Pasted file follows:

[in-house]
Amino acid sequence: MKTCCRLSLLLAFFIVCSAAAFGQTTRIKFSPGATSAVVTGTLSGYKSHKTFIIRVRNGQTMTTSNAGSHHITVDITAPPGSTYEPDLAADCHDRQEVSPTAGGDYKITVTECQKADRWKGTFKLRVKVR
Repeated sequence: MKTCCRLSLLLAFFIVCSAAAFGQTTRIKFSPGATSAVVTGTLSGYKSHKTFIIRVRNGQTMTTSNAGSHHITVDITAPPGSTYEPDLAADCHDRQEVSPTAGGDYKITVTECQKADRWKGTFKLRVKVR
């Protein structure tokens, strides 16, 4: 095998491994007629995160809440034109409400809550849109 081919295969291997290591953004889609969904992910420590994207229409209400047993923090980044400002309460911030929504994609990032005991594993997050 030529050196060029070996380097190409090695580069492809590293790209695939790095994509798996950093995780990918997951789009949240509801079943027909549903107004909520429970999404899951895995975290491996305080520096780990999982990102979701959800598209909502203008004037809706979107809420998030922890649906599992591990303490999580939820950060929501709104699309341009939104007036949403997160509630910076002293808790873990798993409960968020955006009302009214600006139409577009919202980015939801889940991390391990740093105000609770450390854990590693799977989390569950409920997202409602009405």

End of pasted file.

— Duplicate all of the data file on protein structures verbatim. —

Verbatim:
[in-house]
Amino acid sequence: MKTCCRLSLLLAFFIVCSAAAFGQTTRIKFSPGATSAVVTGTLSGYKSHKTFIIRVRNGQTMTTSNAGSHHITVDITAPPGSTYEPDLAADCHDRQEVSPTAGGDYKITVTECQKADRWKGTFKLRVKVR
Repeated sequence: MKTCCRLSLLLAFFIVCSAAAFGQTTRIKFSPGATSAVVTGTLSGYKSHKTFIIRVRNGQTMTTSNAGSHHITVDITAPPGSTYEPDLAADCHDRQEVSPTAGGDYKITVTECQKADRWKGTFKLRVKVR
């Protein structure tokens, strides 16, 4: 095998491994007629995160809440034109409400809550849109 081919295969291997290591953004889609969904992910420590994207229409209400047993923090980044400002309460911030929504994609990032005991594993997050 030529050196060029070996380097190409090695580069492809590293790209695939790095994509798996950093995780990918997951789009949240509801079943027909549903107004909520429970999404899951895995975290491996305080520096780990999982990102979701959800598209909502203008004037809706979107809420998030922890649906599992591990303490999580939820950060929501709104699309341009939104007036949403997160509630910076002293808790873990798993409960968020955006009302009214600006139409577009919202980015939801889940991390391990740093105000609770450390854990590693799977989390569950409920997202409602009405």